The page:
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This well-filled 2-CD set of 47 tracks finds Billy on good form, in good voice and in terrific company, in a collection of albums which provide plenty of variety. The earliest set here has Sarah Vaughan and Billy singing a choice selection of material by Irving Berlin, backed by an orchestra arranged and conducted by Hal Mooney. From 1959 comes “Basie / Eckstine, Inc”, with the cracking Basie band of that time (with arrangements by Bobby Tucker, Quincy Jones and Budd Johnson) providing a swinging backing to Billy’s singing. Billy May takes over the arranging and conducting responsibilities on “Once More with Feeling” from 1960, and, from the same year, there is about two-thirds of the album “No Cover ... No Minimum” with Bobby Tucker and his orchestra. Finally, from October 1961 comes “Billy Eckstine & Quincy Jones at Basin Street”, with Quincy leading another very strong band. A really cracking set.


Stuff Smith-Dizzy Gillespie-Oscar Peterson
Stuff Smith-Dizzy Gillespie-Oscar Peterson

5.0 out of 5 stars A vintage set from the 1950s, 2 May 2015
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Violinist Stuff Smith’s career began in the late-1920s and went through various ups-and-downs over the years. While, to a purist’s ear, his tone may not have been the prettiest, his ability to swing mightily is in no doubt. In 1956, he was signed by Norman Granz who, in the space of a few weeks early in 1957, produced the 3 quite different LPs which are brought together in this 2-CD set. The first, “Have Violin, Will Swing”, recorded in two sessions with different rhythm teams, benefitted considerably from the presence of the terrific, but sadly short-lived, Carl Perkins on piano. On the second, called simply “Stuff Smith”, he was supported by the Oscar Peterson Trio (with Barney Kessel on guitar) plus Alvin Stoller on drums. The third teamed him with Dizzy Gillespie on trumpet and a rhythm section including Wynton Kelly (p) and J C Heard (d), and was originally issued under the title “Dizzy Gillespie - Stuff Smith”.


His Hollywood Allstars
His Hollywood Allstars
Price: £15.04

4.0 out of 5 stars A good swinging album, with Georgie leading a strong band, 1 May 2015
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This review is from: His Hollywood Allstars (Audio CD)
Tenorman Georgie Auld (originally John Altwerger) was Canadian (born in Toronto in May 1919) but moved to New York in 1929. While still in his mid-teens, he led his own band for a while. A swing stylist, he was with Bunny Berigan in 1937-38, then with Artie Shaw (temporarily taking over when Artie stood down), with Benny Goodman in 1940-41, and with Artie Shaw again in 1941-2. For much of the rest of the 1940s, and into the early-1950s, he ran his own big bands and small groups (and developed a taste for bebop, for a time employing Dizzy Gillespie and other modernists). He also ran his own club in New York. For health reasons, he moved to California in 1954, and opened another club, in Hollywood. This splendid CD brings together the contents of 2 albums recorded on the West Coast with big bands, and smart arrangements by Billy May. The programmes are mainly good standards, but with some originals by Georgie and Billy May. Georgie is the principal soloist throughout, but there are opportunities too for such as trumpeter Ray Linn and trombonist Frank Rosolino, and Maynard Ferguson lifts the trumpet section.


Count Basie Swings - Joe Williams Sings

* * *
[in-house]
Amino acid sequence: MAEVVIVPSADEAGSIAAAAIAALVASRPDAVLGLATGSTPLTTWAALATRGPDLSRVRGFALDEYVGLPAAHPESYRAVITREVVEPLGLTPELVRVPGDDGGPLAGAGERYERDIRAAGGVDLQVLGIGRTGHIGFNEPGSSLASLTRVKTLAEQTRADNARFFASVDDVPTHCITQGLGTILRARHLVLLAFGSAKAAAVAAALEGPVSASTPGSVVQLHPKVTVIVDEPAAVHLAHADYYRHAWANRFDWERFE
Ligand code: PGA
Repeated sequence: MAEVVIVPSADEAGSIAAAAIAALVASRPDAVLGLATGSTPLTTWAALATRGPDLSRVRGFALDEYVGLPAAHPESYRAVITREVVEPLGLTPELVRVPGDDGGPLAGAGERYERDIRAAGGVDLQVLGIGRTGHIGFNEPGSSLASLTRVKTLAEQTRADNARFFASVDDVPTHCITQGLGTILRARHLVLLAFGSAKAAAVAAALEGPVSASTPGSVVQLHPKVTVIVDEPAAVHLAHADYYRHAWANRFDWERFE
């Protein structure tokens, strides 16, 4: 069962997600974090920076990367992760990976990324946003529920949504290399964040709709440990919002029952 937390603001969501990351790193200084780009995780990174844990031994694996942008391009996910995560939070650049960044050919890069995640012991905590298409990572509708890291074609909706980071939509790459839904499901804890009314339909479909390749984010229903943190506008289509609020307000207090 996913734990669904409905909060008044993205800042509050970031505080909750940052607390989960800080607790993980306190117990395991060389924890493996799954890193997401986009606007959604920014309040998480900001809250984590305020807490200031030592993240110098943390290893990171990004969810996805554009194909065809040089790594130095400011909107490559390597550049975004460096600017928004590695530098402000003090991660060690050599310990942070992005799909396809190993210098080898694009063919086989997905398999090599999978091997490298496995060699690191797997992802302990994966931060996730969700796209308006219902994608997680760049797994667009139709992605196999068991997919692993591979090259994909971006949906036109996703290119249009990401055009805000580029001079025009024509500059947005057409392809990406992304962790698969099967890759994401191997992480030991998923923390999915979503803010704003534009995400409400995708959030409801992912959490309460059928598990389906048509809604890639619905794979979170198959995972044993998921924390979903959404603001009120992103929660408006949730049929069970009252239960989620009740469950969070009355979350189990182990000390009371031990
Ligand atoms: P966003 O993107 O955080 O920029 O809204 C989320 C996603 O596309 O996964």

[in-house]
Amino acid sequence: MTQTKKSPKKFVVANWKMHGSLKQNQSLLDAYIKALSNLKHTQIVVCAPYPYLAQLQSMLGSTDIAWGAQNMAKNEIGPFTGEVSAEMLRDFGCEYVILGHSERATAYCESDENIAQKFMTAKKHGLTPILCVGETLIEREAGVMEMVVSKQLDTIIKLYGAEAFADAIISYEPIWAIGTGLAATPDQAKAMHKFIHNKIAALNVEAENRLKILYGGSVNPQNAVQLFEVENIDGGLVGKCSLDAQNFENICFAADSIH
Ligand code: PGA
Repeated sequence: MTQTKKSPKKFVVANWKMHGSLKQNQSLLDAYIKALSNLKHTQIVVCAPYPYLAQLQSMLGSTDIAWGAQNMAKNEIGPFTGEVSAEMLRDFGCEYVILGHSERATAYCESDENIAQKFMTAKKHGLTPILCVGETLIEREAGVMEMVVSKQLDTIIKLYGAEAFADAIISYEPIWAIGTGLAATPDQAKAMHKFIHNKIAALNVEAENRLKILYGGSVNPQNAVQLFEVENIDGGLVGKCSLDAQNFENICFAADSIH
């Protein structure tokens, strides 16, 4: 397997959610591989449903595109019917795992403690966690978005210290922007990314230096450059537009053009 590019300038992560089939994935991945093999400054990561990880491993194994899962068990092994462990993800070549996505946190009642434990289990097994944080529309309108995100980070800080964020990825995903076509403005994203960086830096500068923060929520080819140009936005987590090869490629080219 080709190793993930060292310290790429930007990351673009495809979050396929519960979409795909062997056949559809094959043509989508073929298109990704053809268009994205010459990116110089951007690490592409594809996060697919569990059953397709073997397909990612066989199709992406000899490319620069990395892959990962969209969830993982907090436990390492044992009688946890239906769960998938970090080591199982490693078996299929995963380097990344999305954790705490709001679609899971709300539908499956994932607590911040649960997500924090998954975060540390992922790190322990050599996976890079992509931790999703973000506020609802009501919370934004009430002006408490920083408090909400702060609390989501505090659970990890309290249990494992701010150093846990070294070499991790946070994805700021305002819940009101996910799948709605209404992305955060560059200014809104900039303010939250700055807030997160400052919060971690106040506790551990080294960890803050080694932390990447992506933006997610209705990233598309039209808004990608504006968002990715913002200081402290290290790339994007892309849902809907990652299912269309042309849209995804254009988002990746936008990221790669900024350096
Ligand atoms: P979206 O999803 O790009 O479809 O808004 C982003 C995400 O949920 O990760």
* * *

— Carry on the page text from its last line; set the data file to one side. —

Count Basie Swings - Joe Williams Sings
Price: £16.94

5.0 out of 5 stars The start of a great, swinging partnership, 1 May 2015
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Their story began in September 1950. Basie had disbanded and was leading a septet which, in the course of its travels, was playing the Brass Rail night spot in Chicago. A 31-year-old Chicagoan – a door-to-door cosmetics salesman by day who by night sang in another club in the city – sat in with the septet. Two of the numbers in his repertoire at that time were "Every Day I Have the Blues" and "In the Evenin’ (when the Sun Goes Down)". Soon, Basie’s septet continued on their travels. When, 4 years later, Basie had set up his new band and got it working to his satisfaction, he decided that it was time to add a blues singer – someone who would be able to fill the mighty shoes vacated by Jimmy Rushing. He sent for Joe Williams who had sung with the septet in Chicago, and he arrived on Christmas Day, 1954. The band set off shortly afterwards in their Greyhound bus for a southern tour, on their way picking up Basie’s new drummer, Sonny Payne, in Washington. By the summer, Basie was ready to record again and this album was laid down over 2 days in May and July. They included "Every Day" (which also became a major hit in the R&B charts, reaching number 2) and "In the Evenin’"; and Basie persuaded Joe to do "All Right, OK, You Win", which achieved popular success as well.
Together, they were writing a fresh chapter in the Basie saga with perhaps the swinging-est band in the history of jazz.


Dinah Jams
Dinah Jams
Offered by Fulfillment Express
Price: £8.89

5.0 out of 5 stars A marvellous session, 30 April 2015
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This review is from: Dinah Jams (Audio CD)
This was recorded on a single day in a studio with a small but enthusiastic audience. On hand were the marvellous, recently-formed, Clifford Brown-Max Roach quintet (with tenorman Harold Land and Bud Powell's kid brother Richie on piano), trumpeters Clark Terry and Maynard Ferguson, Herb Geller on alto saxophone, Dinah’s own pianist, Junior Mance, and bassist Keeter Betts. There are a number of feature numbers and a ballad medley, but the outstanding tracks are three lengthy jam numbers - "You Go To My Head", "I've Got You Under My Skin" and, above all, the thrilling "Lover Come Back to Me" with solos all round. Great stuff.


Tatum Group Masterpieces Vol.1
Tatum Group Masterpieces Vol.1
Offered by rbmbooks
Price: £19.26

5.0 out of 5 stars A classic session by great jazz masters, 30 April 2015
Art Tatum, born in 1909, overcame the disadvantage of being blind in one eye and having very limited vision in the other to become the pianist held in the greatest awe by his jazz peers - past and present. As Art neared the end of his life, Norman Granz recorded a series of sessions by the great man playing solo (issued in a series of 7 albums under the title “The Solo Masterpieces”). Soon afterwards, Granz began recording a parallel series of 8 small-group sessions ("The Group Masterpieces"). This one, with the master alto saxophonist Benny Carter and drummer Louie Bellson, was the earliest and undoubtedly one of the very finest. It begins with the 8-minute "Blues in C", in which Art throws down the gauntlet with his opening solo passage and Benny, in turn, takes up the challenge with a splendid statement of his own. And so it continues through the programme, mainly of standards. True masters at work. (For other top sessions in the series, try Vol. 7 with the great clarinettist Buddy DeFranco, and Vol 8 with the master tenopr saxophonist Ben Webster.)